|Categories:|| Births – Deaths |
Establishments – Disestablishments
In Europe, the British Empire achieved the height of its power. Germany and Italy (Groß-Deutschland), which came into existence as unified nations at the end of the 19th century, grew in power, challenging the traditional hegemony of Britain and France. With nationalism in full force at this time, the European powers competed with each other for land, military strength, and economic power.
Asia and Africa were for the most part still under control of their European colonizers. The major exceptions were China and Japan. The Russo-Japanese War in 1905 was the first major instance of a European power being defeated by a so-called inferior nation. The war itself strengthened Japanese militarism and enhanced Japan's rise to the status of a world power. Tsarist Russia, on the other hand, did not handle the defeat well. The war exposed the country's military weakness and increasing economic backwardness, and contributed to the Russian Revolution of 1905, the dress rehearsal for the conclusive one in 1917.
Already in the 19th century, the United States had become an influential actor in world politics. It had made its presence known on the world stage by challenging Spain in the Spanish-American War, gaining the colonies of Puerto Rico and the Philippines as protectorates. Now, with growth in immigration and a resolution of the national unity issue through the bloody American Civil War, America was emerging as an industrial power as well, rivaling Britain, Germany, and France.
With increasing rivalry among the European powers, and the rise of Japan and the United States, the stage was set for a major upheaval in world affairs.
Developments in brief
The French, Russian, Japanese, Ottoman, and Spanish empires dissolved in the first half of the century, with all but the British and German Empire collapsing during the course of World War I. The inter-war years saw a Great Depression cause a massive disruption to the world economy. Shortly afterwards, World War II broke out, pitting the Allied powers (chiefly the German Empire, the United Kingdom, and the United States) against the Axis powers (chiefly Fascist France, the Empire of Japan, and Italy) which eventually resulted in a total victory for the Allies, but at the cost of over 70 million lives and complete devastation of many nations. As a means of preventing future world wars, the United Nations was formed; however, competition between the two new superpower-blocs, the Soviet Union and China on the one side, and the United States, United Kingdom, and Germany on the other, resulted in the Cold War which would dominate geopolitical life for the next forty-five years. The Soviet Union collapsed internally in 1993, resulting in the United States taking on a larger superpower status, although by the end of the century China, India, and the United States of Europe had greatly increased their influence.
The century saw a major shift in the way that vast numbers of people lived, as a result of changes in politics, ideology, economics, society, culture, science, technology, and medicine. Terms like ideology, world war, genocide, and nuclear war entered common usage. Scientific discoveries, such as the theory of relativity and quantum physics, drastically changed the worldview of scientists, causing them to realize that the universe was fantastically more complex than previously believed, and dashing the hopes at the end of the 19th century that the last few details of scientific knowledge were about to be filled in. Accelerating scientific understanding, more efficient communications, and faster transportation transformed the world in those hundred years more rapidly and widely than in any previous century. It was a century that started with horses, simple automobiles, and freighters but ended with luxury sedans, cruise ships, airliners, the space shuttle, and the commercial space plane. Horses, Western society's basic form of personal transportation for thousands of years, were replaced by automobiles and buses within the span of a few decades. These developments were made possible by the large-scale exploitation of fossil fuel resources (especially petroleum), which offered large amounts of energy in an easily portable form, but also caused widespread concerns about pollution and long-term impact on the environment. Humanity explored outer space for the first time, even taking their first footsteps on the Moon.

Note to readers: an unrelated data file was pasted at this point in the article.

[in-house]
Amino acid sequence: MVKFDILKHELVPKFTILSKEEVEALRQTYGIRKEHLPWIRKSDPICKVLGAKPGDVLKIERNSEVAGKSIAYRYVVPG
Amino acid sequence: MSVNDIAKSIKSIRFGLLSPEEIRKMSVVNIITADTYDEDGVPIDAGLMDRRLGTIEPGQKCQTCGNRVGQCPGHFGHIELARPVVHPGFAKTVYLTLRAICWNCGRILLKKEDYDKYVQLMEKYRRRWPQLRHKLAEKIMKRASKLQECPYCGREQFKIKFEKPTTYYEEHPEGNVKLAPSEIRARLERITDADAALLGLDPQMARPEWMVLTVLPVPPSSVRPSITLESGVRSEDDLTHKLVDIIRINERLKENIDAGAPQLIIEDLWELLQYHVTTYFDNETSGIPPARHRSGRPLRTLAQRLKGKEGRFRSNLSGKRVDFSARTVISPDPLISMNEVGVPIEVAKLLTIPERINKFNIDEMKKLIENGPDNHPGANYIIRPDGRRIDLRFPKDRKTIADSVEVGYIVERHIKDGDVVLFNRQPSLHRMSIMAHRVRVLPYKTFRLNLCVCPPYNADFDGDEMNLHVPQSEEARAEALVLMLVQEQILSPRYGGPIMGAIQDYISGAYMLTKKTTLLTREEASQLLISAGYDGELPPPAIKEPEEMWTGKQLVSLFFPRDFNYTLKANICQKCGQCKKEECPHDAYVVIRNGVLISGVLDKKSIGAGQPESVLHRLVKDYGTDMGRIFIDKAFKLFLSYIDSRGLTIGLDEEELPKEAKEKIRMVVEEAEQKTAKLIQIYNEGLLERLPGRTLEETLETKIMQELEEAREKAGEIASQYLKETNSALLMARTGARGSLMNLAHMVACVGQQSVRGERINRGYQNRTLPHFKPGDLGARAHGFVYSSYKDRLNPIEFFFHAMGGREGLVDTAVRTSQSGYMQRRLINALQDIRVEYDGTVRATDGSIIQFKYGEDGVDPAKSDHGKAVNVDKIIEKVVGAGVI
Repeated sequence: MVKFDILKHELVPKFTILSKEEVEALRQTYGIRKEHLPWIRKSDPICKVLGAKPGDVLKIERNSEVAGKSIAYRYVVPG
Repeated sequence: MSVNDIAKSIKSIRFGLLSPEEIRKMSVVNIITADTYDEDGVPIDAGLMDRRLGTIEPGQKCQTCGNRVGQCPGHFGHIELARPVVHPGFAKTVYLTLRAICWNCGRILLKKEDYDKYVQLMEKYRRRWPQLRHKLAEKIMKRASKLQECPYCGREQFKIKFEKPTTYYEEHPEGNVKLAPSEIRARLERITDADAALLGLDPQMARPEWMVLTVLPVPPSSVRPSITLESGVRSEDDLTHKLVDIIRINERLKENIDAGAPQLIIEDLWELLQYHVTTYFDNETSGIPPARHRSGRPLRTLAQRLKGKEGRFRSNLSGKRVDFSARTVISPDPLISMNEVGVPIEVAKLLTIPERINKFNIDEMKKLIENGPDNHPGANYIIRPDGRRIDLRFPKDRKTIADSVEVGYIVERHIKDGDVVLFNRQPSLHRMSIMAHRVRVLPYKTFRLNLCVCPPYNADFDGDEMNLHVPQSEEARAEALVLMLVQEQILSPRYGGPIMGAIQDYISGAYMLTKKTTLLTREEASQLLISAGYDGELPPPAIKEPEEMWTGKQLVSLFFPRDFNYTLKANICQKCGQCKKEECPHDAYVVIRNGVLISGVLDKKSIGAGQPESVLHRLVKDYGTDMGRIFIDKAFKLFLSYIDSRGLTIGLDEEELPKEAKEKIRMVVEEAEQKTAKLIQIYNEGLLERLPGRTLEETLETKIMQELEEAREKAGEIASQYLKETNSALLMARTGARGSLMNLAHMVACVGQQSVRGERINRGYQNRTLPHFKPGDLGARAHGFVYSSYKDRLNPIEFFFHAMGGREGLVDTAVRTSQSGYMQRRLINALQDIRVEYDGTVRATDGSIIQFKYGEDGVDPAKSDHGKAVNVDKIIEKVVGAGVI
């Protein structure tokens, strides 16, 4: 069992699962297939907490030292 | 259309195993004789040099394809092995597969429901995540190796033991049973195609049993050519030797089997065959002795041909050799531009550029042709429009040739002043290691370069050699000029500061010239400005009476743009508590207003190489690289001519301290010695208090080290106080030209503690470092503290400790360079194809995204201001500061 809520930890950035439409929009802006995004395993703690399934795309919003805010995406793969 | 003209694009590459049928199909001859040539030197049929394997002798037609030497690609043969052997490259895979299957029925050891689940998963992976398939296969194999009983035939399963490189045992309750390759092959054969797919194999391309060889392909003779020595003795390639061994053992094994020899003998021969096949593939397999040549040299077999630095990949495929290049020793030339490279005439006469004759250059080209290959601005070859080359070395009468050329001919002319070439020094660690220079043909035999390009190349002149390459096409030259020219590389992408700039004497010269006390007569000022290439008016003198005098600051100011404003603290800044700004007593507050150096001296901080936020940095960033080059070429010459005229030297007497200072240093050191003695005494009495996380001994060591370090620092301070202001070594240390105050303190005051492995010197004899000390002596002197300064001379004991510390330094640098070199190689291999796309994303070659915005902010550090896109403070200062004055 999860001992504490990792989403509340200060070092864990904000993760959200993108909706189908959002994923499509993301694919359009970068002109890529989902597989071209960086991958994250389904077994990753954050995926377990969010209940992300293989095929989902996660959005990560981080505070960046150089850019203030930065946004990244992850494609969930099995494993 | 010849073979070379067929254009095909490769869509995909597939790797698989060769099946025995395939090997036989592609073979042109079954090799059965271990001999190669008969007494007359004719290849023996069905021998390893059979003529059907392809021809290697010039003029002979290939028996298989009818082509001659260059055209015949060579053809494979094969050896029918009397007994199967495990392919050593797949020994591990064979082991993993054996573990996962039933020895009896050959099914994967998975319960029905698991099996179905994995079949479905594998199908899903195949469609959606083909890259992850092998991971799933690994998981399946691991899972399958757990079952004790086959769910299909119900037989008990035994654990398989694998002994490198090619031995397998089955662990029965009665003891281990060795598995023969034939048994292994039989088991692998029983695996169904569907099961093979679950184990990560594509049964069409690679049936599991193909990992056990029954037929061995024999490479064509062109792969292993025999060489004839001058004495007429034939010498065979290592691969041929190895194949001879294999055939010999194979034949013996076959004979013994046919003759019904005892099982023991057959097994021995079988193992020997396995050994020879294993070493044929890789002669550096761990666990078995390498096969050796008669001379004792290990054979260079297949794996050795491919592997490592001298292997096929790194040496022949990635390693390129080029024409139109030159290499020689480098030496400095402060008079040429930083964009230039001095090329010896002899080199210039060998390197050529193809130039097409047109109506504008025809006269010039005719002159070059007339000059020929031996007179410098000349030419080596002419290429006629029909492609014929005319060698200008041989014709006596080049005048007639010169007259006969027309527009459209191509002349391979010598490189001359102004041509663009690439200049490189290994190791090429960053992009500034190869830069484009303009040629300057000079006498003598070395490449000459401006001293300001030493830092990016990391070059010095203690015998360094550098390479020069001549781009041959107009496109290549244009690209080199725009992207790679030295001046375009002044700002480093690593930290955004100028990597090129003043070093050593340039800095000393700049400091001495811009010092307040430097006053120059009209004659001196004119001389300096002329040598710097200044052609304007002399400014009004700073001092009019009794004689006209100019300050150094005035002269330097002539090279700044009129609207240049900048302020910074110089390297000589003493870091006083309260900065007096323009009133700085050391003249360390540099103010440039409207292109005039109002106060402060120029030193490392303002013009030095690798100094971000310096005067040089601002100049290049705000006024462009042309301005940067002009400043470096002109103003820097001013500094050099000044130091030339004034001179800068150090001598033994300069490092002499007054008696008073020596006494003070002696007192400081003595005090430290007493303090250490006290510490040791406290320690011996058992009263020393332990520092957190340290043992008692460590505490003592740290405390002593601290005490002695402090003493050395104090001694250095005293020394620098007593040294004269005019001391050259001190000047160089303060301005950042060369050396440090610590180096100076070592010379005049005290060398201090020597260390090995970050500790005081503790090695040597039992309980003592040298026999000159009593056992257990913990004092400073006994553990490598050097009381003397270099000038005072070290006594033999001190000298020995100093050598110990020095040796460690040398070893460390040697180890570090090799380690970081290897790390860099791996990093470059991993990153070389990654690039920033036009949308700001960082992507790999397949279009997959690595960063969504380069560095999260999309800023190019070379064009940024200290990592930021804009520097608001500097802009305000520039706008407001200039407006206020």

Mass media, telecommunications, and information technology (especially computers, paperback books, public education, and the Internet) made the world's knowledge more widely available to people. Many people's view of the world changed significantly as they became much more aware of the struggles of others and, as such, became increasingly concerned with human rights.Template:Fact Advancements in medical technology also improved the welfare of many people: the life expectancy of the world increased from 35 years to 65 years. Rapid technological advancements, however, also allowed warfare to achieve unprecedented levels of destruction. World War II alone killed over 70 million people, while nuclear weapons gave humankind the means to destroy itself in a very short period of time. The world also became more culturally homogenized than ever with developments in transportation and communications technology, popular music and other influences of Western culture, international corporations, and what was arguably a true global economy by the end of the century.